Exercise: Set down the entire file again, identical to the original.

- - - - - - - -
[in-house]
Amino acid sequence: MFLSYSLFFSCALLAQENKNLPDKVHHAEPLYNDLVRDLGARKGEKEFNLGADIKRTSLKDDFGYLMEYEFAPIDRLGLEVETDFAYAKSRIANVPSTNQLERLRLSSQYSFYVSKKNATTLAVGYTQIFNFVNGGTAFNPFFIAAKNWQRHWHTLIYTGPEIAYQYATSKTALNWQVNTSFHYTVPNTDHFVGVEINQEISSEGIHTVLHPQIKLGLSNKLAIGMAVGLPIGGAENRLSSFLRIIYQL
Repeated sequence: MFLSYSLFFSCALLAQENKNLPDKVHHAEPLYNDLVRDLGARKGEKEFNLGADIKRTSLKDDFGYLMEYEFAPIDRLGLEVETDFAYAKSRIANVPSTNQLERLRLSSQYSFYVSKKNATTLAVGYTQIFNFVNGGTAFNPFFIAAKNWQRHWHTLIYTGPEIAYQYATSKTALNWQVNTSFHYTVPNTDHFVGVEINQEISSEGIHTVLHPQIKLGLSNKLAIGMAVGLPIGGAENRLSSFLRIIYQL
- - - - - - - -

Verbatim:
[in-house]
Amino acid sequence: MFLSYSLFFSCALLAQENKNLPDKVHHAEPLYNDLVRDLGARKGEKEFNLGADIKRTSLKDDFGYLMEYEFAPIDRLGLEVETDFAYAKSRIANVPSTNQLERLRLSSQYSFYVSKKNATTLAVGYTQIFNFVNGGTAFNPFFIAAKNWQRHWHTLIYTGPEIAYQYATSKTALNWQVNTSFHYTVPNTDHFVGVEINQEISSEGIHTVLHPQIKLGLSNKLAIGMAVGLPIGGAENRLSSFLRIIYQL
Repeated sequence: MFLSYSLFFSCALLAQENKNLPDKVHHAEPLYNDLVRDLGARKGEKEFNLGADIKRTSLKDDFGYLMEYEFAPIDRLGLEVETDFAYAKSRIANVPSTNQLERLRLSSQYSFYVSKKNATTLAVGYTQIFNFVNGGTAFNPFFIAAKNWQRHWHTLIYTGPEIAYQYATSKTALNWQVNTSFHYTVPNTDHFVGVEINQEISSEGIHTVLHPQIKLGLSNKLAIGMAVGLPIGGAENRLSSFLRIIYQL